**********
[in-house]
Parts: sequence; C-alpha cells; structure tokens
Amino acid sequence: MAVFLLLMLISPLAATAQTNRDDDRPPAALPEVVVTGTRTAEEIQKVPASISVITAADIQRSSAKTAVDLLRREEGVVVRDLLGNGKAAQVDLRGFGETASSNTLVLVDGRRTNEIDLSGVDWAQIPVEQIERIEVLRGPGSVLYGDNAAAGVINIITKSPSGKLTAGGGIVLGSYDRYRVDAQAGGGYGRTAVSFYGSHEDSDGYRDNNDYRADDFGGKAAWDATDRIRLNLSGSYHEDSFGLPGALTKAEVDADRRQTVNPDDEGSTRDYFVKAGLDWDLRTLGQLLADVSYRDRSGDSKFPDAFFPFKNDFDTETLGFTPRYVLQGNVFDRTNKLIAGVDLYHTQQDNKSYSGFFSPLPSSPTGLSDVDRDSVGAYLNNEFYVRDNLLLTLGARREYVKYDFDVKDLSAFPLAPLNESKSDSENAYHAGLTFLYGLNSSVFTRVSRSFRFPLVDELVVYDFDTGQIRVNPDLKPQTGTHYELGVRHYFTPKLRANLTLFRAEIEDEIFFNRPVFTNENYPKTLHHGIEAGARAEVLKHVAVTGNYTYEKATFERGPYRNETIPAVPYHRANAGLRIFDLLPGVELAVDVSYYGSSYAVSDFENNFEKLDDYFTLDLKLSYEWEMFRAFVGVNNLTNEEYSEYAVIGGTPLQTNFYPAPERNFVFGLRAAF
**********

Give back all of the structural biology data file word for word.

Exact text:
[in-house]
Parts: sequence; C-alpha cells; structure tokens
Amino acid sequence: MAVFLLLMLISPLAATAQTNRDDDRPPAALPEVVVTGTRTAEEIQKVPASISVITAADIQRSSAKTAVDLLRREEGVVVRDLLGNGKAAQVDLRGFGETASSNTLVLVDGRRTNEIDLSGVDWAQIPVEQIERIEVLRGPGSVLYGDNAAAGVINIITKSPSGKLTAGGGIVLGSYDRYRVDAQAGGGYGRTAVSFYGSHEDSDGYRDNNDYRADDFGGKAAWDATDRIRLNLSGSYHEDSFGLPGALTKAEVDADRRQTVNPDDEGSTRDYFVKAGLDWDLRTLGQLLADVSYRDRSGDSKFPDAFFPFKNDFDTETLGFTPRYVLQGNVFDRTNKLIAGVDLYHTQQDNKSYSGFFSPLPSSPTGLSDVDRDSVGAYLNNEFYVRDNLLLTLGARREYVKYDFDVKDLSAFPLAPLNESKSDSENAYHAGLTFLYGLNSSVFTRVSRSFRFPLVDELVVYDFDTGQIRVNPDLKPQTGTHYELGVRHYFTPKLRANLTLFRAEIEDEIFFNRPVFTNENYPKTLHHGIEAGARAEVLKHVAVTGNYTYEKATFERGPYRNETIPAVPYHRANAGLRIFDLLPGVELAVDVSYYGSSYAVSDFENNFEKLDDYFTLDLKLSYEWEMFRAFVGVNNLTNEEYSEYAVIGGTPLQTNFYPAPERNFVFGLRAAF